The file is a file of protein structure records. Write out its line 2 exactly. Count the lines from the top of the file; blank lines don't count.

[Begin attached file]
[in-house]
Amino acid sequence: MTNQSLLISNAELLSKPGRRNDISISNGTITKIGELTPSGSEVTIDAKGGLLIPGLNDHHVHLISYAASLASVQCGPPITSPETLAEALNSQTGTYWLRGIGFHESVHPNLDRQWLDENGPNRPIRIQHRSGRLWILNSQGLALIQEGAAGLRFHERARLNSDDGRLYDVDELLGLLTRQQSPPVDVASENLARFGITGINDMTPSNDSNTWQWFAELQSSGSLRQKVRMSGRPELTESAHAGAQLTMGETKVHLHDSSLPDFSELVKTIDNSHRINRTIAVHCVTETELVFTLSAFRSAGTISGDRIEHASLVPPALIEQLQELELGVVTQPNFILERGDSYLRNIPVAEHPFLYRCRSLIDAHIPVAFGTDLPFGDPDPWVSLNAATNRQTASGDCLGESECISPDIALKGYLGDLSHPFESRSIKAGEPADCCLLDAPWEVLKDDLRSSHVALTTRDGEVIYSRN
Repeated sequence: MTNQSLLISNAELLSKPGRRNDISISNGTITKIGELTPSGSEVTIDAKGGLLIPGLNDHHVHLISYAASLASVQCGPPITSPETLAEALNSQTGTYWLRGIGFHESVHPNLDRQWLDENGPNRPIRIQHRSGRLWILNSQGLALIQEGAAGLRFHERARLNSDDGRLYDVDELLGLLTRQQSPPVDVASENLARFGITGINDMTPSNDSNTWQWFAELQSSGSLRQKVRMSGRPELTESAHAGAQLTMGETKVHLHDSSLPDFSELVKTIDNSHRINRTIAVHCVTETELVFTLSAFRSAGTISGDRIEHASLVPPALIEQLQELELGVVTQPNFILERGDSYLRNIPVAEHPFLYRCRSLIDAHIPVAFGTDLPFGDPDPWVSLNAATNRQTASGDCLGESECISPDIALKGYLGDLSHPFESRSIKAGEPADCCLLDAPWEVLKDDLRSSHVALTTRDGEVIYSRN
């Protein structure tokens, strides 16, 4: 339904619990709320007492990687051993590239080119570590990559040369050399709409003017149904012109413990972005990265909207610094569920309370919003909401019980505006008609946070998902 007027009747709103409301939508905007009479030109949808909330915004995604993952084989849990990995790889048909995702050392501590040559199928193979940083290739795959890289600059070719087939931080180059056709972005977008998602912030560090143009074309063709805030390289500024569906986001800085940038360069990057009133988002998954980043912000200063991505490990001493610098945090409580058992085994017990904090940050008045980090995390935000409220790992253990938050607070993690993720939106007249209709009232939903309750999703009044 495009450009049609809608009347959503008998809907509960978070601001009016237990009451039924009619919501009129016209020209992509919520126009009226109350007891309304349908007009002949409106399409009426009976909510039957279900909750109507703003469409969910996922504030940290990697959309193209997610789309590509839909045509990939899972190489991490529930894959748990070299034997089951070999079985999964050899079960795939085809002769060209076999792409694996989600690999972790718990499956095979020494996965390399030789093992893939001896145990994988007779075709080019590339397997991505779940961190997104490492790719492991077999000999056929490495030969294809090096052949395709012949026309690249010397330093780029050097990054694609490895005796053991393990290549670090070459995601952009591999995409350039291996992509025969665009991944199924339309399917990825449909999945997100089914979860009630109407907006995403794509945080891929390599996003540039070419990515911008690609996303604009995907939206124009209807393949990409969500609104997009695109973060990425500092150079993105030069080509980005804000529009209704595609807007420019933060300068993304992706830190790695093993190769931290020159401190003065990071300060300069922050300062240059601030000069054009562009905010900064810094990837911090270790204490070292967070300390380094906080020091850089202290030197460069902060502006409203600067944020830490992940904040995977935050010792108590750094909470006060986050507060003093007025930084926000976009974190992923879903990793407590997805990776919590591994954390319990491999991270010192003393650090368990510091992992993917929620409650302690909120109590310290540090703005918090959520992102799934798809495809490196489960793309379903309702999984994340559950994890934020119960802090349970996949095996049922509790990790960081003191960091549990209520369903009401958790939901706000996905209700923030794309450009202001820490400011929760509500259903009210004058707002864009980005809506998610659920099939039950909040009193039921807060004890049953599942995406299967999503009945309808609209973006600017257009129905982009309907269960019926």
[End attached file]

Amino acid sequence: MTNQSLLISNAELLSKPGRRNDISISNGTITKIGELTPSGSEVTIDAKGGLLIPGLNDHHVHLISYAASLASVQCGPPITSPETLAEALNSQTGTYWLRGIGFHESVHPNLDRQWLDENGPNRPIRIQHRSGRLWILNSQGLALIQEGAAGLRFHERARLNSDDGRLYDVDELLGLLTRQQSPPVDVASENLARFGITGINDMTPSNDSNTWQWFAELQSSGSLRQKVRMSGRPELTESAHAGAQLTMGETKVHLHDSSLPDFSELVKTIDNSHRINRTIAVHCVTETELVFTLSAFRSAGTISGDRIEHASLVPPALIEQLQELELGVVTQPNFILERGDSYLRNIPVAEHPFLYRCRSLIDAHIPVAFGTDLPFGDPDPWVSLNAATNRQTASGDCLGESECISPDIALKGYLGDLSHPFESRSIKAGEPADCCLLDAPWEVLKDDLRSSHVALTTRDGEVIYSRN